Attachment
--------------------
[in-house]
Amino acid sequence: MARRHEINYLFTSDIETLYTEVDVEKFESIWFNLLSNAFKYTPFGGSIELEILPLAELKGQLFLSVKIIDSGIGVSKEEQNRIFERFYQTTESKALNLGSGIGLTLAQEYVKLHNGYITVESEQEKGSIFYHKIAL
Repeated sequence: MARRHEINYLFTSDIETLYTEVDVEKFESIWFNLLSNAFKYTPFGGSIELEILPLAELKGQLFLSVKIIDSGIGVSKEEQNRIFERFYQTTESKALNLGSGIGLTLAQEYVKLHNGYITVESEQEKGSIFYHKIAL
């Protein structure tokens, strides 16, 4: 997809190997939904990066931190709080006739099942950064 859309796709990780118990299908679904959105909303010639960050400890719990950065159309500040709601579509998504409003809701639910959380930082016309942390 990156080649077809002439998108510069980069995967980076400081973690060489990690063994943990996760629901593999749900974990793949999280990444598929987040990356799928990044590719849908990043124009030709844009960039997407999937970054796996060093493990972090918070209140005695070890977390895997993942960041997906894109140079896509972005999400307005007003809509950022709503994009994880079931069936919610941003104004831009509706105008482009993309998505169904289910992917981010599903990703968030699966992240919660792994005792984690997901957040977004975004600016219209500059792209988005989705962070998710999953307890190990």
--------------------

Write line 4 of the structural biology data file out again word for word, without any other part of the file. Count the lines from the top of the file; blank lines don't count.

């Protein structure tokens, strides 16, 4: 997809190997939904990066931190709080006739099942950064 859309796709990780118990299908679904959105909303010639960050400890719990950065159309500040709601579509998504409003809701639910959380930082016309942390 990156080649077809002439998108510069980069995967980076400081973690060489990690063994943990996760629901593999749900974990793949999280990444598929987040990356799928990044590719849908990043124009030709844009960039997407999937970054796996060093493990972090918070209140005695070890977390895997993942960041997906894109140079896509972005999400307005007003809509950022709503994009994880079931069936919610941003104004831009509706105008482009993309998505169904289910992917981010599903990703968030699966992240919660792994005792984690997901957040977004975004600016219209500059792209988005989705962070998710999953307890190990």